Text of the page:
I have been told that chapter 10 of Acts teaches that we can now eat anything and everything without any condemnation of the Lord. Is this true? If it is not true, with what does Acts 10 deal?
You have asked a very good question. Acts 10 has been terribly misunderstood for many, many centuries. And it seems that if something has age on its side that people think this makes it truth. Age never makes error truth.
As you read the book of Acts, it becomes apparent that God is making an attempt to reach all peoples, nations, and tongues everywhere. We see this during Pentecost in Acts 2:5, 9–11. This sets the stage for the Book of Acts. God loves all people and wants everyone to be saved that chooses to be saved. He is no respecter of persons. Acts 10:34 gives us a clue that this chapter is not talking about what to eat but is talking about how God feels about people. “I perceive that God is no respecter of persons [shows no partiality].” If you read Acts 10 from verse 1 to verse 34, it tells the story of mission outreach to those who had previously been looked upon as “unclean.” Acts 10 deals with the prejudice mind set against those who are different than we are. Let us face the fact that the apostle Peter was a man of learned prejudice. He suffered from his upbringing just like many of us today. Prejudice is a learned character defect. God loved Peter and wanted to use him to reach the lost, but He had to re-educate Peter concerning his prejudice so Peter could teach the truth without any hindrances. Prejudice is a hindrance to the gospel. The story of Acts 10 unfolds about a Roman centurion named Cornelius who was different from Peter as far as his ethnic background was concerned. Cornelius calls for Peter to come and teach him and his household the truth. But Peter, having the prejudice that he had, needed to be corrected of these unholy attitudes before he would be ready to preach the gospel to the Gentiles. God gives to Peter a dream in which various animals are shown to him—clean and unclean. (Acts 10:12.) These animals represented all the various ethnic classes of humanity. (See Daniel 7.)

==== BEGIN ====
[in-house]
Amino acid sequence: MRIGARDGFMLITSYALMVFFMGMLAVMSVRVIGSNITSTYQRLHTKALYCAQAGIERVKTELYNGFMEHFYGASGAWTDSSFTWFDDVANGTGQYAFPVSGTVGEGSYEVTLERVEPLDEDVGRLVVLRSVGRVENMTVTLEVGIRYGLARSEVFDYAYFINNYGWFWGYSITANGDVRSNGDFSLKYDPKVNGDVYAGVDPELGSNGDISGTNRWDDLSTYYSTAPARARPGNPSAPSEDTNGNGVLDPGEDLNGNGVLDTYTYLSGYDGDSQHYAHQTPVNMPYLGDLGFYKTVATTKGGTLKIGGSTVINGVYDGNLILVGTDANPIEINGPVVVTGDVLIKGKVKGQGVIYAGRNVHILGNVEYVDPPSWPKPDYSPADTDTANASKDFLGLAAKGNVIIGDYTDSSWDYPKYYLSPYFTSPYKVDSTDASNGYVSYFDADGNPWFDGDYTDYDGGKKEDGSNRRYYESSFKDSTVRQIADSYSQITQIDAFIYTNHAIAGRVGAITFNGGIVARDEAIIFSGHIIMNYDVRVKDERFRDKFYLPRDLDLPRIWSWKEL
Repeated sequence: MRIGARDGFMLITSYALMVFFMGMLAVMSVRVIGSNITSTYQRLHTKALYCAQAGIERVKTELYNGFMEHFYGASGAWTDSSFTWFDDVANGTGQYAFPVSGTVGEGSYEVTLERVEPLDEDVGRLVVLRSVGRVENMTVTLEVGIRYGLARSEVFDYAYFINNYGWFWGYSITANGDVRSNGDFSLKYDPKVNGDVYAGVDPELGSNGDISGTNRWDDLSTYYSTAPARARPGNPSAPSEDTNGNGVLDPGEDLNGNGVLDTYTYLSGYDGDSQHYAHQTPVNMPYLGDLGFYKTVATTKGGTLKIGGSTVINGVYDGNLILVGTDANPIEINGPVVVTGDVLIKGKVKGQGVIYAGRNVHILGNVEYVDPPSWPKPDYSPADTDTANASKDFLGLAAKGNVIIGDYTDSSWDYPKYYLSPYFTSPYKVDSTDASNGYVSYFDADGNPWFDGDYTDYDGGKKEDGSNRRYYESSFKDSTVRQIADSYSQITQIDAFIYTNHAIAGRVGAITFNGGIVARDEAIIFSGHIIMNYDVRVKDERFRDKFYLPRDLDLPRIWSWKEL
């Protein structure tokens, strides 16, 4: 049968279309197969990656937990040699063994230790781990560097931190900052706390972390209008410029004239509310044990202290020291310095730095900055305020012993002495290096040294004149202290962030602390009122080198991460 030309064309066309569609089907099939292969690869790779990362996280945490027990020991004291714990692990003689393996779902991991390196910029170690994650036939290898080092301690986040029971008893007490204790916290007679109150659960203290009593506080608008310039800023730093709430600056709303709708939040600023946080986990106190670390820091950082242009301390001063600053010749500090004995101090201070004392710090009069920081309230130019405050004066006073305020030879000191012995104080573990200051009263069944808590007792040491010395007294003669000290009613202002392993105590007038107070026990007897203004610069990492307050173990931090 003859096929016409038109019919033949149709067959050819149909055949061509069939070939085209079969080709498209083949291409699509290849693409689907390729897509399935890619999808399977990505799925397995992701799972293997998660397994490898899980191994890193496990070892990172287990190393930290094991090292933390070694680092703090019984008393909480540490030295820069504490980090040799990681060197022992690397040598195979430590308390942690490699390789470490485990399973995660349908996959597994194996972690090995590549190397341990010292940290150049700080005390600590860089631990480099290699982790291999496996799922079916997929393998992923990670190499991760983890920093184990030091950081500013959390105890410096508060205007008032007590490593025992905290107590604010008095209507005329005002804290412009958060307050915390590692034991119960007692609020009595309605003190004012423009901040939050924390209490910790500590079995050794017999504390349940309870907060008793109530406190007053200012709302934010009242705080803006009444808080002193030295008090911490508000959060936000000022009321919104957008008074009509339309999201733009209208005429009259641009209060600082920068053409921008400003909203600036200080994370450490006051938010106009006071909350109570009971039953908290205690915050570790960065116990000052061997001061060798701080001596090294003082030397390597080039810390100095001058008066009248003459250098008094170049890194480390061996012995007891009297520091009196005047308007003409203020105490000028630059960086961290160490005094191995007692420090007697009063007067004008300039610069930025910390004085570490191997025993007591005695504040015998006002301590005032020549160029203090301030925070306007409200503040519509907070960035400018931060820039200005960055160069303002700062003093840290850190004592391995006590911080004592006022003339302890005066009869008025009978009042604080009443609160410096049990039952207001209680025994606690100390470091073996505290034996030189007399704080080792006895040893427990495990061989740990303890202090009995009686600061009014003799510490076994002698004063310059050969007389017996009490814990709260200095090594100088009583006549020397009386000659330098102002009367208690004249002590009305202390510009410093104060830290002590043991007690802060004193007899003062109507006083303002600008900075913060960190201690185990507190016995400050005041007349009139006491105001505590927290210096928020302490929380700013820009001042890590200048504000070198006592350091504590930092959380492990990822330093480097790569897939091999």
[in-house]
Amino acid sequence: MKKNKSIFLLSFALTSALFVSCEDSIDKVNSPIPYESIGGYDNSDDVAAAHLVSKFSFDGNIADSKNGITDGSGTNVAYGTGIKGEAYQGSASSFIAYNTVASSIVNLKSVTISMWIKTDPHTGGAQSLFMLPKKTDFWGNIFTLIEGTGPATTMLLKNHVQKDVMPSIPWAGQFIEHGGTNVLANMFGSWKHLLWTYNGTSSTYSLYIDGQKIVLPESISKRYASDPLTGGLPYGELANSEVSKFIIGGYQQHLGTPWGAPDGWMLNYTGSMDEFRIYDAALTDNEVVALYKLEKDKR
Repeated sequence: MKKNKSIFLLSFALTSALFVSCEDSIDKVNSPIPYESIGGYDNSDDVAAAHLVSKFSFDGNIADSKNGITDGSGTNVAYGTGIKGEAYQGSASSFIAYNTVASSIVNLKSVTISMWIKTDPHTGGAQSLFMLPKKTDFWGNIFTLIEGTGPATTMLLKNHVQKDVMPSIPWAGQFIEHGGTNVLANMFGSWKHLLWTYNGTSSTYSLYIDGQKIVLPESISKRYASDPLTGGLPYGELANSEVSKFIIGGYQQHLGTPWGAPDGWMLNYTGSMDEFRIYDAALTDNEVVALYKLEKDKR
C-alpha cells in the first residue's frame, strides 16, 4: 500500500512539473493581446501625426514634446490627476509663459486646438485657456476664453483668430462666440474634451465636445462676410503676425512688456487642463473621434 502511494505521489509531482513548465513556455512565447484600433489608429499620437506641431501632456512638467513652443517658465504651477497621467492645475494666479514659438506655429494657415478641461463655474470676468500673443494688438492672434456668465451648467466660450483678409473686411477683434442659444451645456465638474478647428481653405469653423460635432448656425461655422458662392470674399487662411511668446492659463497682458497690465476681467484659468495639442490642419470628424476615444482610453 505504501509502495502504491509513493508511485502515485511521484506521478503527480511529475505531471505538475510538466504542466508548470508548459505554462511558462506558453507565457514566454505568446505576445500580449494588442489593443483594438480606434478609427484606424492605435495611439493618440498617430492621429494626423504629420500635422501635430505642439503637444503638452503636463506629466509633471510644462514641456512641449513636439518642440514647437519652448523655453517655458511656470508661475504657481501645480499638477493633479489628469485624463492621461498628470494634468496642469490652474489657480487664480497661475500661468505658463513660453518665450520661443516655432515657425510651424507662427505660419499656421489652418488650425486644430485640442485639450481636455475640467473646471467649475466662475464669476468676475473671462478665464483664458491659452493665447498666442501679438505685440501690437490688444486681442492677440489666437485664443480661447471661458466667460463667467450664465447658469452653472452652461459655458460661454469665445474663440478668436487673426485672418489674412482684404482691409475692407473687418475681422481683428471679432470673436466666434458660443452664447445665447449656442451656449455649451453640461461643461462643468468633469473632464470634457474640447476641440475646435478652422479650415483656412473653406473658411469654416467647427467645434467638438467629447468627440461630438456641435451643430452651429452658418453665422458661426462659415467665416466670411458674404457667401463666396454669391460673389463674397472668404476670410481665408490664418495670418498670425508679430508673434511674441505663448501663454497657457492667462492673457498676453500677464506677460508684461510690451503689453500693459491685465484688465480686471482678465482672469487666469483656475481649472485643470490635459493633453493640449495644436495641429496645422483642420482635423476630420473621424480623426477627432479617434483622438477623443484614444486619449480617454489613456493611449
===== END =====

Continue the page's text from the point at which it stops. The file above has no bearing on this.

This dream was designed to teach Peter an important lesson in regard to the introduction of all nations to the gospel. The teaching here is not what to eat, but how to love humanity enough to call them brethren. This is reaffirmed in verses 34 and 35 when Peter states: “In truth I perceive that God shows no partiality. But in every nation whoever fears Him, and works righteousness, is accepted by Him.”
The devil has so perverted this portion of Scripture that the work of spreading the gospel has just crawled forward rather than going like one running a race. What would it have been like if the truth of this passage had always been taught correctly rather than centering on one’s belly! What would the world be like not to have any prejudice in it? How much faster the Gospel would have done its work!
Prejudice in any form is hated by God. It has no place in God’s work. He was trying to teach this to Peter and consequently to those who followed in every age, but this message has been twisted and distorted. Prejudices still hamper the work, and we are still in this world, as a result. This chapter needs to be studied in depth so that the truth of the crowning text can be understood that “God hath shown me that I should not call any man common or unclean.” Acts 10:28.
Pastor Mike Baugher is Associate Speaker for Steps to Life Ministry. If you have a question you would like Pastor Mike to answer, e-mail it to: email@example.com, or mail it to: LandMarks, P. O. Box 782828, Wichita, KS 67278.